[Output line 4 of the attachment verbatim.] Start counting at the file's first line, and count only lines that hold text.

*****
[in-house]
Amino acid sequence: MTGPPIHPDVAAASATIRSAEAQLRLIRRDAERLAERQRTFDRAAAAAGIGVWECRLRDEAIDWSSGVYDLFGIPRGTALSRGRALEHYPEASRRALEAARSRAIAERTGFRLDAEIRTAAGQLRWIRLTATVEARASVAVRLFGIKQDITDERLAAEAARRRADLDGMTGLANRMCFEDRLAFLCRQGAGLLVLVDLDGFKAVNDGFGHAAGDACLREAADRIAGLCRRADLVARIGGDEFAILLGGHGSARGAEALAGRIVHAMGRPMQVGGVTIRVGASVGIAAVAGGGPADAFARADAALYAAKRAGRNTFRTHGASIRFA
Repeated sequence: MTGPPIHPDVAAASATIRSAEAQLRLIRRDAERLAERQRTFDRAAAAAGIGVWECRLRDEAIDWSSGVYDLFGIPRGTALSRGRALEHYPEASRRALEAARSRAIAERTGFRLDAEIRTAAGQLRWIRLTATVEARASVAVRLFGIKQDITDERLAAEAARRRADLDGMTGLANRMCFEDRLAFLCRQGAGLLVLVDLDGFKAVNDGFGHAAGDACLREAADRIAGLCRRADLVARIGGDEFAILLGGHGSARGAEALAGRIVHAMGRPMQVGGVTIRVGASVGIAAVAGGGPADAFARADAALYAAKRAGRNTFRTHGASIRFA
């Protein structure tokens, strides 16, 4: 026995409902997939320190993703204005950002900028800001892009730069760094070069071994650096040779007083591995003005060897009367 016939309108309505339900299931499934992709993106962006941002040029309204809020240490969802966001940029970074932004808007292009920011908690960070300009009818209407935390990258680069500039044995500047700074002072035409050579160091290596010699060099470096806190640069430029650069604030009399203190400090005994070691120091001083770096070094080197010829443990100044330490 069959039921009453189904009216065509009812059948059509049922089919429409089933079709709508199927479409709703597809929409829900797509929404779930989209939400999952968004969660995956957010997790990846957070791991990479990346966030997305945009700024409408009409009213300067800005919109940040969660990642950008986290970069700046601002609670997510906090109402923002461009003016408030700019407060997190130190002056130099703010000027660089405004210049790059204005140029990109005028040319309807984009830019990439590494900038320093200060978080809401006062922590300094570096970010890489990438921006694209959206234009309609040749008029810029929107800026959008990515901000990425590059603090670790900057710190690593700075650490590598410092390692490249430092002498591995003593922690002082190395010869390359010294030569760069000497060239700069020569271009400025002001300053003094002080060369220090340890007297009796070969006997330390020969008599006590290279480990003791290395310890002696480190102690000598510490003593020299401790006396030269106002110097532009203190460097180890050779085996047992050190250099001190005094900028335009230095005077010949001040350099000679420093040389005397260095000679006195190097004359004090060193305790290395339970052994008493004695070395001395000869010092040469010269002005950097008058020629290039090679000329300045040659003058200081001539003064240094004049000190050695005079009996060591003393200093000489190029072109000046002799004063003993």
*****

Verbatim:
């Protein structure tokens, strides 16, 4: 026995409902997939320190993703204005950002900028800001892009730069760094070069071994650096040779007083591995003005060897009367 016939309108309505339900299931499934992709993106962006941002040029309204809020240490969802966001940029970074932004808007292009920011908690960070300009009818209407935390990258680069500039044995500047700074002072035409050579160091290596010699060099470096806190640069430029650069604030009399203190400090005994070691120091001083770096070094080197010829443990100044330490 069959039921009453189904009216065509009812059948059509049922089919429409089933079709709508199927479409709703597809929409829900797509929404779930989209939400999952968004969660995956957010997790990846957070791991990479990346966030997305945009700024409408009409009213300067800005919109940040969660990642950008986290970069700046601002609670997510906090109402923002461009003016408030700019407060997190130190002056130099703010000027660089405004210049790059204005140029990109005028040319309807984009830019990439590494900038320093200060978080809401006062922590300094570096970010890489990438921006694209959206234009309609040749008029810029929107800026959008990515901000990425590059603090670790900057710190690593700075650490590598410092390692490249430092002498591995003593922690002082190395010869390359010294030569760069000497060239700069020569271009400025002001300053003094002080060369220090340890007297009796070969006997330390020969008599006590290279480990003791290395310890002696480190102690000598510490003593020299401790006396030269106002110097532009203190460097180890050779085996047992050190250099001190005094900028335009230095005077010949001040350099000679420093040389005397260095000679006195190097004359004090060193305790290395339970052994008493004695070395001395000869010092040469010269002005950097008058020629290039090679000329300045040659003058200081001539003064240094004049000190050695005079009996060591003393200093000489190029072109000046002799004063003993």